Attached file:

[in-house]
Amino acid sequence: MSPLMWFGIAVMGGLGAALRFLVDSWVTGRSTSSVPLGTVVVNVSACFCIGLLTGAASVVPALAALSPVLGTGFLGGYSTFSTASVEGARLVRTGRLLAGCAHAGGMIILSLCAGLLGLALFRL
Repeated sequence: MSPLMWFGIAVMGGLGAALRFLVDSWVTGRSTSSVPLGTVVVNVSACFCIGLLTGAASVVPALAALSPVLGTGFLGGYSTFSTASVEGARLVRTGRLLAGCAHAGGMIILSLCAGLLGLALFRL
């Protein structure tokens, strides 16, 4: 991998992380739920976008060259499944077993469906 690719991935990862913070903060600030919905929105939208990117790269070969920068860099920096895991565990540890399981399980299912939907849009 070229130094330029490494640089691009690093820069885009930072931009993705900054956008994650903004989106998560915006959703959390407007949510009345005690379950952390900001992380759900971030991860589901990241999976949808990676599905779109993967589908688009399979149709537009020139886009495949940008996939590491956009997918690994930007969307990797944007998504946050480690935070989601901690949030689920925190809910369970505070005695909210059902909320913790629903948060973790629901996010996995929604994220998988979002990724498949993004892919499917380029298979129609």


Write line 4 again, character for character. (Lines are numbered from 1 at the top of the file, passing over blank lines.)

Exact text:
């Protein structure tokens, strides 16, 4: 991998992380739920976008060259499944077993469906 690719991935990862913070903060600030919905929105939208990117790269070969920068860099920096895991565990540890399981399980299912939907849009 070229130094330029490494640089691009690093820069885009930072931009993705900054956008994650903004989106998560915006959703959390407007949510009345005690379950952390900001992380759900971030991860589901990241999976949808990676599905779109993967589908688009399979149709537009020139886009495949940008996939590491956009997918690994930007969307990797944007998504946050480690935070989601901690949030689920925190809910369970505070005695909210059902909320913790629903948060973790629901996010996995929604994220998988979002990724498949993004892919499917380029298979129609």